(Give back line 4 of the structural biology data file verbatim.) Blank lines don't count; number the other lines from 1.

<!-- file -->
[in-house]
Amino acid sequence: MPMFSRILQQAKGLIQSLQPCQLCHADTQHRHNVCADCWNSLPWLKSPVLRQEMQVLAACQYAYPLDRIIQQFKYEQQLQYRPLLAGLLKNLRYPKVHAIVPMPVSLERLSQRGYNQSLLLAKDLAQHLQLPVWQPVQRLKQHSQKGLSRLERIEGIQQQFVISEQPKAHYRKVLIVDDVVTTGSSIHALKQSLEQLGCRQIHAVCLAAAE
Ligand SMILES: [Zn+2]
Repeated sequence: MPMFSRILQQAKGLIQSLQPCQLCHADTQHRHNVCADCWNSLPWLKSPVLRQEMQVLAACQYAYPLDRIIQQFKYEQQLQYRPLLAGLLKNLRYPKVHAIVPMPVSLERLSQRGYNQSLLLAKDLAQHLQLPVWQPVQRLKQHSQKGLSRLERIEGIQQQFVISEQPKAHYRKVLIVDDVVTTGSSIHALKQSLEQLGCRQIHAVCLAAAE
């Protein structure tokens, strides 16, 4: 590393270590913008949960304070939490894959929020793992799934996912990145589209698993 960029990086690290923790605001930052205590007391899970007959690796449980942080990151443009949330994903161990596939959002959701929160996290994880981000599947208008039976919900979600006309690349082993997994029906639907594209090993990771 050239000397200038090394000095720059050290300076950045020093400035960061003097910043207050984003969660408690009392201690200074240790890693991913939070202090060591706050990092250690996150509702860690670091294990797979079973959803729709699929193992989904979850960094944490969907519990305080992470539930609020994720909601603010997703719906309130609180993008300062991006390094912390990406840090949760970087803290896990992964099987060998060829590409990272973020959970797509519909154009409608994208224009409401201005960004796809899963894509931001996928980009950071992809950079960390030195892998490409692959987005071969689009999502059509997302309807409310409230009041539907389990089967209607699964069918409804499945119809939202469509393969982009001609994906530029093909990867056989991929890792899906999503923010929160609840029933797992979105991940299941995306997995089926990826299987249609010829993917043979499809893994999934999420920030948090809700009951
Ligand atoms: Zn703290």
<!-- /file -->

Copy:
Repeated sequence: MPMFSRILQQAKGLIQSLQPCQLCHADTQHRHNVCADCWNSLPWLKSPVLRQEMQVLAACQYAYPLDRIIQQFKYEQQLQYRPLLAGLLKNLRYPKVHAIVPMPVSLERLSQRGYNQSLLLAKDLAQHLQLPVWQPVQRLKQHSQKGLSRLERIEGIQQQFVISEQPKAHYRKVLIVDDVVTTGSSIHALKQSLEQLGCRQIHAVCLAAAE